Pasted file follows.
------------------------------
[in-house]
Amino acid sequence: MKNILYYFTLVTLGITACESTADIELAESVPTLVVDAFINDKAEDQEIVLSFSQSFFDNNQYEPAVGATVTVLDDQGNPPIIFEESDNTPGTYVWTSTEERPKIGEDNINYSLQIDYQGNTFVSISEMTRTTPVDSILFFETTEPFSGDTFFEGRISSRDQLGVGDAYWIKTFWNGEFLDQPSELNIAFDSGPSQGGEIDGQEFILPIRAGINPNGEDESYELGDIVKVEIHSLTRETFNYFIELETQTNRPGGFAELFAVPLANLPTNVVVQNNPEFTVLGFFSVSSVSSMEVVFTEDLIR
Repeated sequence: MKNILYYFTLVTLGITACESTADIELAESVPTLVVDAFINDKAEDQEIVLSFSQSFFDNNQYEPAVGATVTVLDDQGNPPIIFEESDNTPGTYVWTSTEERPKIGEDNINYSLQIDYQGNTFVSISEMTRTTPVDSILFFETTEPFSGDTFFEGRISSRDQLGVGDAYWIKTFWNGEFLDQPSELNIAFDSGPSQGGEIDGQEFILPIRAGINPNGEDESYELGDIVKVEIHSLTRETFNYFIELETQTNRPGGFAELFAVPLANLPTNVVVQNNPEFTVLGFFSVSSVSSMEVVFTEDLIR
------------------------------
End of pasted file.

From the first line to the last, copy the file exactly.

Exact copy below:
[in-house]
Amino acid sequence: MKNILYYFTLVTLGITACESTADIELAESVPTLVVDAFINDKAEDQEIVLSFSQSFFDNNQYEPAVGATVTVLDDQGNPPIIFEESDNTPGTYVWTSTEERPKIGEDNINYSLQIDYQGNTFVSISEMTRTTPVDSILFFETTEPFSGDTFFEGRISSRDQLGVGDAYWIKTFWNGEFLDQPSELNIAFDSGPSQGGEIDGQEFILPIRAGINPNGEDESYELGDIVKVEIHSLTRETFNYFIELETQTNRPGGFAELFAVPLANLPTNVVVQNNPEFTVLGFFSVSSVSSMEVVFTEDLIR
Repeated sequence: MKNILYYFTLVTLGITACESTADIELAESVPTLVVDAFINDKAEDQEIVLSFSQSFFDNNQYEPAVGATVTVLDDQGNPPIIFEESDNTPGTYVWTSTEERPKIGEDNINYSLQIDYQGNTFVSISEMTRTTPVDSILFFETTEPFSGDTFFEGRISSRDQLGVGDAYWIKTFWNGEFLDQPSELNIAFDSGPSQGGEIDGQEFILPIRAGINPNGEDESYELGDIVKVEIHSLTRETFNYFIELETQTNRPGGFAELFAVPLANLPTNVVVQNNPEFTVLGFFSVSSVSSMEVVFTEDLIR